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Study Links Smoking to Millions of TB Deaths

X-rays from a tuberculosis patient

X-rays from a tuberculosis patient

This is the VOA Special English Health Report.

The World Health Organization recently reported that the number of cases of tuberculosis has been falling since two thousand six. Also, fewer people are dying from TB. But a study by researchers at the University of California, San Francisco, says smoking could threaten this progress.

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Nearly twenty percent of all people use tobacco, and millions of non-smokers get sick from breathing the smoke. The new study predicts that smoking will produce an additional thirty-four million TB deaths by twenty-fifty.

Efforts to control the spread of tuberculosis have mainly focused on finding and treating infections. Much less effort has been made to understand the causes. Dr. Anthony Fauci is the director of the United States National Institute of Allergy and Infectious Diseases.

ANTHONY FAUCI: "Despite our control efforts, that you still have more than a million people each year, you know, dying from TB and millions and millions getting infected, we realize it's still a very important problem. So we have to do the practical thing and we have to do the fundamental research things at the same time."

Smoking does not cause tuberculosis; bacteria cause the infection. But the study says smoking affects the nervous system in a way that makes an inactive case of TB more likely to develop into an active one.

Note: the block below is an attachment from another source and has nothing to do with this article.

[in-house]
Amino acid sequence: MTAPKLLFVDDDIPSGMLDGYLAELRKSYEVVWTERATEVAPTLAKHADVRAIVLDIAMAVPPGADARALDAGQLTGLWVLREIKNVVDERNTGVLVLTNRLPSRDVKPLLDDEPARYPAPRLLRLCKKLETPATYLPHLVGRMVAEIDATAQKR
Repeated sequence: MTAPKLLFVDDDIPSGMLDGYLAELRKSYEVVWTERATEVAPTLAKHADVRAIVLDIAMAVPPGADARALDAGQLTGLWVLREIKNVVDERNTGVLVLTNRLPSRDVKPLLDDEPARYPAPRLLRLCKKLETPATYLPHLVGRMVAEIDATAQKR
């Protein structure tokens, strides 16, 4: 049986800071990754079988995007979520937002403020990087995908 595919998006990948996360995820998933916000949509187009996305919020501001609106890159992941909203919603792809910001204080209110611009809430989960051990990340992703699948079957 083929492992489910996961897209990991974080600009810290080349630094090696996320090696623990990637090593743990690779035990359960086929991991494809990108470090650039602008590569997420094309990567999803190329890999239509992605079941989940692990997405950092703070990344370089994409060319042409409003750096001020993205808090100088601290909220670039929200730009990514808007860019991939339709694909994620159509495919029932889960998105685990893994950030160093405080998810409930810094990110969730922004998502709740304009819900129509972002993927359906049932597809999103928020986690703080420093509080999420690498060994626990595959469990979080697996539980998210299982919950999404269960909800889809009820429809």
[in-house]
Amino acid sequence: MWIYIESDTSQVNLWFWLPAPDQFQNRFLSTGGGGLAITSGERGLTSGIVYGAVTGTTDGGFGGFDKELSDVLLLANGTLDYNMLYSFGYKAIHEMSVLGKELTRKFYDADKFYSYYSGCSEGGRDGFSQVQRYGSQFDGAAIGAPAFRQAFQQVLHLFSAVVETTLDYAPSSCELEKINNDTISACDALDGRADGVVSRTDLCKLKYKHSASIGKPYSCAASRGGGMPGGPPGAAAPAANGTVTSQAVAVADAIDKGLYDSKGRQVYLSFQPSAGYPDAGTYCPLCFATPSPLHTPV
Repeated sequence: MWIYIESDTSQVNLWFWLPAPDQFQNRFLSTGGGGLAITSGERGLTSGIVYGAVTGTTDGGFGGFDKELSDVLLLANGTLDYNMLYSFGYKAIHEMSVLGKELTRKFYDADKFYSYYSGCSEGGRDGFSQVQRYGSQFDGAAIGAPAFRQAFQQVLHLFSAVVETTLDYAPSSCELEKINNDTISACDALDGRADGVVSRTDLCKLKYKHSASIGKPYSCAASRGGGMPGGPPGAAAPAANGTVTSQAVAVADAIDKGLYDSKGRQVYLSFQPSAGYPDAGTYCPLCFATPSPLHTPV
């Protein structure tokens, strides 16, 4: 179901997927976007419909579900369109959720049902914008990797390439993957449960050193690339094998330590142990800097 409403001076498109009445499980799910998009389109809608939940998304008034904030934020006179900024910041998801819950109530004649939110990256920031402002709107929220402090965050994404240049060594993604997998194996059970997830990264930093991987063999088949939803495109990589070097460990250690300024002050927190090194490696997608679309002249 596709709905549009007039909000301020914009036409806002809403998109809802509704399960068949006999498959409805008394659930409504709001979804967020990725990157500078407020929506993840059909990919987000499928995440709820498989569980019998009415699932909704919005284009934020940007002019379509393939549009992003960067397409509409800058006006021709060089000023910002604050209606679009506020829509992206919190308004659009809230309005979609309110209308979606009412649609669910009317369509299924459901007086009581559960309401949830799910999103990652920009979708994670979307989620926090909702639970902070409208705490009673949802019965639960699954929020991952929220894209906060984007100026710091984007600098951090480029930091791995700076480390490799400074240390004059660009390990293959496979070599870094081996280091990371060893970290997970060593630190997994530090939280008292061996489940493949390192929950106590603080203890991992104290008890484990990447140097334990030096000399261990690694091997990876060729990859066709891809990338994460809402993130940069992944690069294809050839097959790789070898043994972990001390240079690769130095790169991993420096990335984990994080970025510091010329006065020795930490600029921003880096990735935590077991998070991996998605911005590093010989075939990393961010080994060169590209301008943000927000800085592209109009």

Stanton Glantz is director of the University of California's Center for Tobacco Control Research and Education and an author of the new study. He says it shows that tuberculosis cannot be controlled unless tobacco use is controlled.

STANTON GLANTZ: "It increases the number of people who will get tuberculosis by about seven percent. It increases the number of people projected to die from tuberculosis between now and twenty-fifty by about twenty-six percent."

The study is described as the first to identify a direct link between tobacco use and rates of TB infection and death. Professor Glantz says the results should guide those creating health policies and TB control efforts.

STANTON GLANTZ: "If you want to control the infectious disease of tuberculosis, you have to control the tobacco industry and the tobacco industry's efforts to increase tobacco use, particularly in developing countries where tuberculosis is a big problem."

The study predicts that the situation will only get worse if tobacco companies continue to sell more of their products in those countries. It says strong efforts to control tobacco would not only reduce deaths from smoking-related diseases like emphysema, heart disease and lung cancer. They could also prevent millions of deaths from tuberculosis.

The study appeared in BMJ, the British Medical Journal.

And that's the VOA Special English Health Report. For more news about efforts to control tobacco, go to I'm Bob Doughty.


Contributing: Vidushi Sinha